ANT-MAN: A MINIATURE CAMPAIGN WITH MONSTROUS RESULTS.
Our services were required by Posterscope to help promote and educate the Australian audience about the next evolution of super hero from the Marvel Cinematic Universe (MCU). Ant-Man was slated to make his debut with the launch of his first feature film in July 2015. Before the release, Marvel was faced with the challenge of introducing Ant-Man to the Australian audience, not just as a super-hero but a Marvel super-hero. With a demanding box office target, the target audience comprised not just of comic book and super-hero fans, but also the general wider audience.
Ant-Man shrank in scale but increased in strength, this was the essence of our creative concept. We took advantage of the size of its superhero to create a three dimensional story to engage with movie fans. We strategised a way of creatively utilising traditional Out of Home media and hybrid it with an offline content marketing plan to spur engagement with fans across social channels.
Starting with traditional blockbuster “Billboard” the most obvious and widely used medium for advertising new movie releases. We shrunk 200 Billboards to create mini billboards and placed them in key target locations and high foot traffic sites to achieve maximum awareness and excitement across Sydney, Melbourne and Brisbane. This spurred a ton of engagement with fans, which all clamored around to take photos and share across their social channels. On top of this, the images taken of the mini billboards in numerous locations were shared with press and media, which amplified awareness of the Ant-Man movie through their digital and social media channels.
A local execution on a small scale became a global talking point overnight. It proved a viral success, with online articles and photographs being featured on Yahoo, Entertainment Weekly, Pedestrian, NY Daily, Time Magazine, IMDB, Reddit and Ad week. Following the success and response of the campaign in Australia, Marvel booked mini billboards globally. This all done on a budget of $22k, just proves the right idea executed effectively, no matter how ‘small’, has the potential to do big things.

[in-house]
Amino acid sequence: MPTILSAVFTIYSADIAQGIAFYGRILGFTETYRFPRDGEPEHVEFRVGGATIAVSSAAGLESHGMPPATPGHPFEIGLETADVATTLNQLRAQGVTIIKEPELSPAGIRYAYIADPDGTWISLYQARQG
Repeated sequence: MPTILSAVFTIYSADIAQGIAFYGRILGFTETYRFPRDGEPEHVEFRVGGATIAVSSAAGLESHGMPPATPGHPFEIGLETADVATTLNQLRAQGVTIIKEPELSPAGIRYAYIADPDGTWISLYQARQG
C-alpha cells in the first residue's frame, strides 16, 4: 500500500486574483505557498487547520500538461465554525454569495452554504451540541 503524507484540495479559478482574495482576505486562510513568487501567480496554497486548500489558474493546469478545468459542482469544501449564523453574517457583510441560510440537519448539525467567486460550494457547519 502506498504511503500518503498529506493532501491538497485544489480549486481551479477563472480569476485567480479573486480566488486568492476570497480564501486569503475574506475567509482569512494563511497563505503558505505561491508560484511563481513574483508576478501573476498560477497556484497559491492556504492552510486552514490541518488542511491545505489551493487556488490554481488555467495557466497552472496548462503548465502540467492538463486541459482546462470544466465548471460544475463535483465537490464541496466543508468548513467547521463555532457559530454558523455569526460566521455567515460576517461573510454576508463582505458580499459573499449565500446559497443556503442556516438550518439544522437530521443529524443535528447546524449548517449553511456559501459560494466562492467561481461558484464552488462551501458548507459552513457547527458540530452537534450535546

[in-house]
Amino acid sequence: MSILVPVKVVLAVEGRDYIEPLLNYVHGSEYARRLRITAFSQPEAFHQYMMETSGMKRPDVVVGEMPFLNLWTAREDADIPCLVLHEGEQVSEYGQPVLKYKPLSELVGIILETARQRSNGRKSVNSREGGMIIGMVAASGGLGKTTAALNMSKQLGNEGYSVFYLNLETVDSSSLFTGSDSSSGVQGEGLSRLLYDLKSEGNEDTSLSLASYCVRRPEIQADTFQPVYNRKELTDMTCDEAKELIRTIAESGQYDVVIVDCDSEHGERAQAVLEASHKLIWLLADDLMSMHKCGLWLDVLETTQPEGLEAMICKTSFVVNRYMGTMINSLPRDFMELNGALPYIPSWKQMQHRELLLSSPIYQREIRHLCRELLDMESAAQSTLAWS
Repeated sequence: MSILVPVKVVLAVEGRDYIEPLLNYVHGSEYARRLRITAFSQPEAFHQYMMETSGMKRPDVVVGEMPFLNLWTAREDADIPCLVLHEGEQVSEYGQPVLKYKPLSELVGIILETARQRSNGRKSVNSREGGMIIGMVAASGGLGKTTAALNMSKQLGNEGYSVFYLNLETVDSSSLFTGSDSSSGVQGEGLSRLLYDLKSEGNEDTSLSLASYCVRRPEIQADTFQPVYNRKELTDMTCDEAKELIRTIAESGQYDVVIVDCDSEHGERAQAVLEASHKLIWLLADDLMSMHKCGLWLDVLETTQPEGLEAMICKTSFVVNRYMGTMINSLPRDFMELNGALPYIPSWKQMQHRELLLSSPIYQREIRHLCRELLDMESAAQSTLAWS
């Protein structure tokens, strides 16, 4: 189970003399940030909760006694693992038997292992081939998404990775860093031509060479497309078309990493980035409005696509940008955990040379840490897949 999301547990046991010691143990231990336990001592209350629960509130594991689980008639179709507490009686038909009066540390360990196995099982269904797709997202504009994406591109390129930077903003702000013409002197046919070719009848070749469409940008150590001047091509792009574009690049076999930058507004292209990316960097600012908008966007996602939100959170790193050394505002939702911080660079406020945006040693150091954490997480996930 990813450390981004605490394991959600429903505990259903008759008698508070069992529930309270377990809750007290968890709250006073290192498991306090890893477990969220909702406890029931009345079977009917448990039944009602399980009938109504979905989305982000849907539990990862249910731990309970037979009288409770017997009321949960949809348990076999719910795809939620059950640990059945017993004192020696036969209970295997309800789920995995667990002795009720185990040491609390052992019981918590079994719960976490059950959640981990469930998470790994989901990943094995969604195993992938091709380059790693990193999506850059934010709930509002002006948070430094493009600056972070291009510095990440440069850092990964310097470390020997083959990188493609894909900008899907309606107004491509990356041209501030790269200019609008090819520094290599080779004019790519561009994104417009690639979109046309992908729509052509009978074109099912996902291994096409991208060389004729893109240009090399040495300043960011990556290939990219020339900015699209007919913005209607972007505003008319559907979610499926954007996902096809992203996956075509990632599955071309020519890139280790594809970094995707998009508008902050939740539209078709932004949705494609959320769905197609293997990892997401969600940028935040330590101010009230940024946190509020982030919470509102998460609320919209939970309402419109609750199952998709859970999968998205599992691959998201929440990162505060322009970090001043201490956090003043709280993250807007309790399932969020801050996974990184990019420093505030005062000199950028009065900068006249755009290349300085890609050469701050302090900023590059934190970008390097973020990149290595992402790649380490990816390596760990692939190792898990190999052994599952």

REVERSE GRAFFITI: A NEW WAY TO LOOK THE CITY.
Bank of Australia formally known as Bank MECU was previously licensed as a building society and to be able to offer the full suite of financial services and business banking they upgraded to a Banking license, however still maintain their loyalty to customers. They wished to convey this loyalty through a range of unique, powerful and challenging outdoor campaigns, and Mr Glasses was eager to take them on.
The main objective was to create a “Green and Environmental” OOH campaign to help launch the new Bank of Australia service centre in Melbourne. After putting on our thinking caps, we came across UK graffiti artist Moose, who creates his art by cleaning dirt and grime off surfaces. Reverse graffiti (grime writing) starts with a a dirty wall and then removing layers of dirt to create an mural. Using rags, stencils and recycled/purposed items.
Mr Glasses partnered UK artist Moose with Bank of Australia to execute the reverse graffiti campaign, the first commercial project of its kind in Australia. The artworks featured plants and animals that live on Bank of Australia’s conservation landbank including the South-eastern Red-tailed Black cockatoo, the Golden Sun Moth and the Growling Grass Frog. Over two days Moose took to the streets of Melbourne armed with stencils, brushes, cloths and a high pressure water cannon leaving behind a series of artworks in key high traffic Melbourne locations situating from the Docklands to the MCG.
A first of it’s kind guerrilla campaign in the financial sector media landscape in Melbourne. This campaign received massive press, with news articles featuring in Mumbrella to the ABC, which assisted greatly with reinforcing the branding behind Bank MECU’s unique customer-owned banking marketing strategy. Bank MECU national community banking manager, Steven Lynch said: “Bank MECU is delighted to be joining this community with the new reverse graffiti artwork and through the recent opening of our service centre located in Little Collins Street. “Just as reverse graffiti challenges you to look at graffiti in a new way we also want people to look at Bank MECU, and customer owned banking in a new way,” Lynch said.